Was wonderful to be able to visit Eagle Labs Brighton a few days ago and deliver a session plus spend some time advising some of the fantastic startups in the space:
DK gave a brilliant keynote at the Eagle Lab Flight Programme for me where I am Creative Director. The programme is an accelerator run By Creative England in partnership with Barclays UK and their Eagle Lab Programme.
He delivered and inspiring talk with slides and resources for the companies on the programme at the Eagle Lab in Brighton UK on April 21st 2017. Having known and worked with DK at previous events I have run it was great to have him in person in the room with the businesses and clients. The keynote was on “putting the social back into social media” – and with a strong focus on authenticity and voice and remembering that the ‘audience has an audience’ too. Thanks DK – here’s to the next collaboration. Marcus Romer
A superb example of an organisation needing to diversify, repurposing their latent resources (instead of simply selling them off) to add value to a community whilst still ensuring alignment with a potential customer base.
Soon after registering the organiser reached out to invite me to say a few ‘inspirational’ words at the beginning. With the theme of “networking technology for social change” definitely lighting my fire it was an easy yes, however, leading three social media sessions and one on creating videos on your mobile phones sessions later, being a simple attendee was somewhat scuppered.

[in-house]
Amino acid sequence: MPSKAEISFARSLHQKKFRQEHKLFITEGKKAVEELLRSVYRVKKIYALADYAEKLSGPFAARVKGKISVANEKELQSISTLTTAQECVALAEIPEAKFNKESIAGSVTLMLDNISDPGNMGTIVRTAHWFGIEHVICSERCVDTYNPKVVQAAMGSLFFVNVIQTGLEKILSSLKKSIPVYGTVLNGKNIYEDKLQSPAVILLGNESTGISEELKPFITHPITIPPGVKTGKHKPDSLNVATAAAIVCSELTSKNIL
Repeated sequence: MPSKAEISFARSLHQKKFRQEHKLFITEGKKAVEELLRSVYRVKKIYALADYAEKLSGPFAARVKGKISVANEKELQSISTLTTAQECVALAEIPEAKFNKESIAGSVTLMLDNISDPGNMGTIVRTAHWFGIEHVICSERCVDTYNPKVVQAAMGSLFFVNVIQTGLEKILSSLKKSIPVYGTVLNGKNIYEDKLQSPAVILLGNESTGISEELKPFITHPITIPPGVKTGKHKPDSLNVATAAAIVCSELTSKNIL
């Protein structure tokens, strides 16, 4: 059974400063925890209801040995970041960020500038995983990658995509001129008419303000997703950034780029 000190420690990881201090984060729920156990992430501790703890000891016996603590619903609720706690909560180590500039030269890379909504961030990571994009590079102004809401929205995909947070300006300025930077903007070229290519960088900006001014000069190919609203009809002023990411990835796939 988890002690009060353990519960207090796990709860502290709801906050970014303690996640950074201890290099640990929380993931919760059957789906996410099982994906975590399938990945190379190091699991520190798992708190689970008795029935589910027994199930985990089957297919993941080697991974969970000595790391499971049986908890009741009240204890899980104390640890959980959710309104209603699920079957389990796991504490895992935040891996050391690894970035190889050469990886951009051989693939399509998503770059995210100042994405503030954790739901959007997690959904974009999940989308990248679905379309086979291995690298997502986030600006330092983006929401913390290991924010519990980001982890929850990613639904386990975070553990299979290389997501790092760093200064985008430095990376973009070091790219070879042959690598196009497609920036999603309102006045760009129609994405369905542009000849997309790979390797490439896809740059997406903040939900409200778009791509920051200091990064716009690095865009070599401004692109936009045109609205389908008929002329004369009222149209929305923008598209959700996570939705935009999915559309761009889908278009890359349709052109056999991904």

As with all good unconferences, the agenda is never set with the participants defining the events content. Switching mindsets early on and being open to offer as much as to take from these community focussed affairs certainly increased my enjoyment, plus the conversations provoked by the sessions definitely added to my knowledge / understanding.
Huge thanks to the organisers and sponsors of the event. Volunteering, attending and supporting such initiatives is so important in building informed communities of practice from which good things always are born.
“When I asked DK to share some insights about what he’d learned from running TEDXWellington at our community unconference, his answer was a very quick yes. His opening words really set everyone up for the day in terms of creating an atmosphere where people were willing to freely share. The well chosen stories gave people confidence to take a leap into the unknown. From there, many participants, probably two thirds, took the opportunity to join a impromptu session DK ran. It was a delight to have DK involved in our day, something I hope we are able to do again.” Stephen Blyth, Organiser, NetSquared Wellington
I’m available for hire if you liked what you saw / heard.
As always, I try to reference everything used but sometimes the content has no source or was collected years ago and has since been lost. Let us know if anything is yours and will certainly give proper credit.
Was humbled and honoured to be invited to speak to a group of young people who were attending The London Conference on Cyberspace and whom were getting ready to feed back their thoughts to the conference organisers and participants.
Thanks to the NSPCC who invited me, specifically Emily, and everyone behind the scenes who made it happen.